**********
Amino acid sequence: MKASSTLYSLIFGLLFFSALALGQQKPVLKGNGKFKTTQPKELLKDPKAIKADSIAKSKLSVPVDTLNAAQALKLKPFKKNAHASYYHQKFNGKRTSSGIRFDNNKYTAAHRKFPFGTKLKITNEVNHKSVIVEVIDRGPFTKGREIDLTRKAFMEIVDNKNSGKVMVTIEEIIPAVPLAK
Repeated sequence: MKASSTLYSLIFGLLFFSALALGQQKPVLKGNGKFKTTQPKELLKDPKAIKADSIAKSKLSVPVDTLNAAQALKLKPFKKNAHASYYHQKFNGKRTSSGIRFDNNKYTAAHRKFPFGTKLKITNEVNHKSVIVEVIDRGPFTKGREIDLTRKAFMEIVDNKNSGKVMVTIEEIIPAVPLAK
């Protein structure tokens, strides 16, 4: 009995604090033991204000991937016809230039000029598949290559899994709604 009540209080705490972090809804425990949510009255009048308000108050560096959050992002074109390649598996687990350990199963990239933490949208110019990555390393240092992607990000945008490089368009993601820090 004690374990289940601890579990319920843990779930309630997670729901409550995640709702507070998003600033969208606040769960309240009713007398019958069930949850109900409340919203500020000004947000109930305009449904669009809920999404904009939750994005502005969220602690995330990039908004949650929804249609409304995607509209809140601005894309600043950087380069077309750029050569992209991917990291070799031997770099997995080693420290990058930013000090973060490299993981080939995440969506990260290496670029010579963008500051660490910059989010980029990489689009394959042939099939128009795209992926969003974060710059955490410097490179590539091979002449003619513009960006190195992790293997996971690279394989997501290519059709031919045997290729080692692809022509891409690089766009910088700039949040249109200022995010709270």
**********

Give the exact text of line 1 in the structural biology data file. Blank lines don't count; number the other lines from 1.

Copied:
Amino acid sequence: MKASSTLYSLIFGLLFFSALALGQQKPVLKGNGKFKTTQPKELLKDPKAIKADSIAKSKLSVPVDTLNAAQALKLKPFKKNAHASYYHQKFNGKRTSSGIRFDNNKYTAAHRKFPFGTKLKITNEVNHKSVIVEVIDRGPFTKGREIDLTRKAFMEIVDNKNSGKVMVTIEEIIPAVPLAK